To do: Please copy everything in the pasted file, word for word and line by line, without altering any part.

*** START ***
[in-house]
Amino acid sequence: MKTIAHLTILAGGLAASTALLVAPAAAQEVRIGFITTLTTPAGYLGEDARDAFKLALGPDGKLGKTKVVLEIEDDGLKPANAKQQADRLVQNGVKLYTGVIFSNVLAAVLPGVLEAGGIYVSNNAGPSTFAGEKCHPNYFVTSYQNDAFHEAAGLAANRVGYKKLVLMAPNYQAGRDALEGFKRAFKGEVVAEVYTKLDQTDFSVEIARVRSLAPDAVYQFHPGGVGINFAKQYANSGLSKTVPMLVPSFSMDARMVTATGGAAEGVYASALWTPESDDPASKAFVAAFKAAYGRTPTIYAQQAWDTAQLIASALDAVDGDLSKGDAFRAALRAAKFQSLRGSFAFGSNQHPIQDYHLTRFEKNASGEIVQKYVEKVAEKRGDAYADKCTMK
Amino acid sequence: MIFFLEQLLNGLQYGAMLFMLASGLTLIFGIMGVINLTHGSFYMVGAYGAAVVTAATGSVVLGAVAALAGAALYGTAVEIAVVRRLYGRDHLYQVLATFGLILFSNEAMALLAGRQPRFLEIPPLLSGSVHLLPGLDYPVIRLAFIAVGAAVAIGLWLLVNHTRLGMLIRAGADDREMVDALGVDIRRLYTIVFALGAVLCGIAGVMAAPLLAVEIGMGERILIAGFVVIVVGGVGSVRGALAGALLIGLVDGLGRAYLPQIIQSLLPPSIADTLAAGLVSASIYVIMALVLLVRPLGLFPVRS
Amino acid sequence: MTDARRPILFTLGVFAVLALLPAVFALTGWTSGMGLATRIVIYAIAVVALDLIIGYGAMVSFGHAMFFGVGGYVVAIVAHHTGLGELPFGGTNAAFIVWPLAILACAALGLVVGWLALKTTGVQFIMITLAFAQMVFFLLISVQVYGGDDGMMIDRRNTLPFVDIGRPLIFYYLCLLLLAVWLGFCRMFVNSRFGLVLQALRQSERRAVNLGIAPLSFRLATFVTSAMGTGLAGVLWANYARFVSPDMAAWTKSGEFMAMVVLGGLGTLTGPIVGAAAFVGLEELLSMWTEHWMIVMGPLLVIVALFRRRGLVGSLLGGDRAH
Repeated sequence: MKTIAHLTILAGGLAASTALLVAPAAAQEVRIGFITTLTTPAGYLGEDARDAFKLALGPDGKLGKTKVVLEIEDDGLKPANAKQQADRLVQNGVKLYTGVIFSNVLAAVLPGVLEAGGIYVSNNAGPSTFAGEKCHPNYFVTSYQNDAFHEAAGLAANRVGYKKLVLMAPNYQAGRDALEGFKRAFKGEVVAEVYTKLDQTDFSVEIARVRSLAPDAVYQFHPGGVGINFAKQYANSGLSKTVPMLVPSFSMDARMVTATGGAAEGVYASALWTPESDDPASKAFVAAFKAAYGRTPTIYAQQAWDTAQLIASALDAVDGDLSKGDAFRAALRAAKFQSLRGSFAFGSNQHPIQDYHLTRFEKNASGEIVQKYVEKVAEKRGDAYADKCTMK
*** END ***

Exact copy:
[in-house]
Amino acid sequence: MKTIAHLTILAGGLAASTALLVAPAAAQEVRIGFITTLTTPAGYLGEDARDAFKLALGPDGKLGKTKVVLEIEDDGLKPANAKQQADRLVQNGVKLYTGVIFSNVLAAVLPGVLEAGGIYVSNNAGPSTFAGEKCHPNYFVTSYQNDAFHEAAGLAANRVGYKKLVLMAPNYQAGRDALEGFKRAFKGEVVAEVYTKLDQTDFSVEIARVRSLAPDAVYQFHPGGVGINFAKQYANSGLSKTVPMLVPSFSMDARMVTATGGAAEGVYASALWTPESDDPASKAFVAAFKAAYGRTPTIYAQQAWDTAQLIASALDAVDGDLSKGDAFRAALRAAKFQSLRGSFAFGSNQHPIQDYHLTRFEKNASGEIVQKYVEKVAEKRGDAYADKCTMK
Amino acid sequence: MIFFLEQLLNGLQYGAMLFMLASGLTLIFGIMGVINLTHGSFYMVGAYGAAVVTAATGSVVLGAVAALAGAALYGTAVEIAVVRRLYGRDHLYQVLATFGLILFSNEAMALLAGRQPRFLEIPPLLSGSVHLLPGLDYPVIRLAFIAVGAAVAIGLWLLVNHTRLGMLIRAGADDREMVDALGVDIRRLYTIVFALGAVLCGIAGVMAAPLLAVEIGMGERILIAGFVVIVVGGVGSVRGALAGALLIGLVDGLGRAYLPQIIQSLLPPSIADTLAAGLVSASIYVIMALVLLVRPLGLFPVRS
Amino acid sequence: MTDARRPILFTLGVFAVLALLPAVFALTGWTSGMGLATRIVIYAIAVVALDLIIGYGAMVSFGHAMFFGVGGYVVAIVAHHTGLGELPFGGTNAAFIVWPLAILACAALGLVVGWLALKTTGVQFIMITLAFAQMVFFLLISVQVYGGDDGMMIDRRNTLPFVDIGRPLIFYYLCLLLLAVWLGFCRMFVNSRFGLVLQALRQSERRAVNLGIAPLSFRLATFVTSAMGTGLAGVLWANYARFVSPDMAAWTKSGEFMAMVVLGGLGTLTGPIVGAAAFVGLEELLSMWTEHWMIVMGPLLVIVALFRRRGLVGSLLGGDRAH
Repeated sequence: MKTIAHLTILAGGLAASTALLVAPAAAQEVRIGFITTLTTPAGYLGEDARDAFKLALGPDGKLGKTKVVLEIEDDGLKPANAKQQADRLVQNGVKLYTGVIFSNVLAAVLPGVLEAGGIYVSNNAGPSTFAGEKCHPNYFVTSYQNDAFHEAAGLAANRVGYKKLVLMAPNYQAGRDALEGFKRAFKGEVVAEVYTKLDQTDFSVEIARVRSLAPDAVYQFHPGGVGINFAKQYANSGLSKTVPMLVPSFSMDARMVTATGGAAEGVYASALWTPESDDPASKAFVAAFKAAYGRTPTIYAQQAWDTAQLIASALDAVDGDLSKGDAFRAALRAAKFQSLRGSFAFGSNQHPIQDYHLTRFEKNASGEIVQKYVEKVAEKRGDAYADKCTMK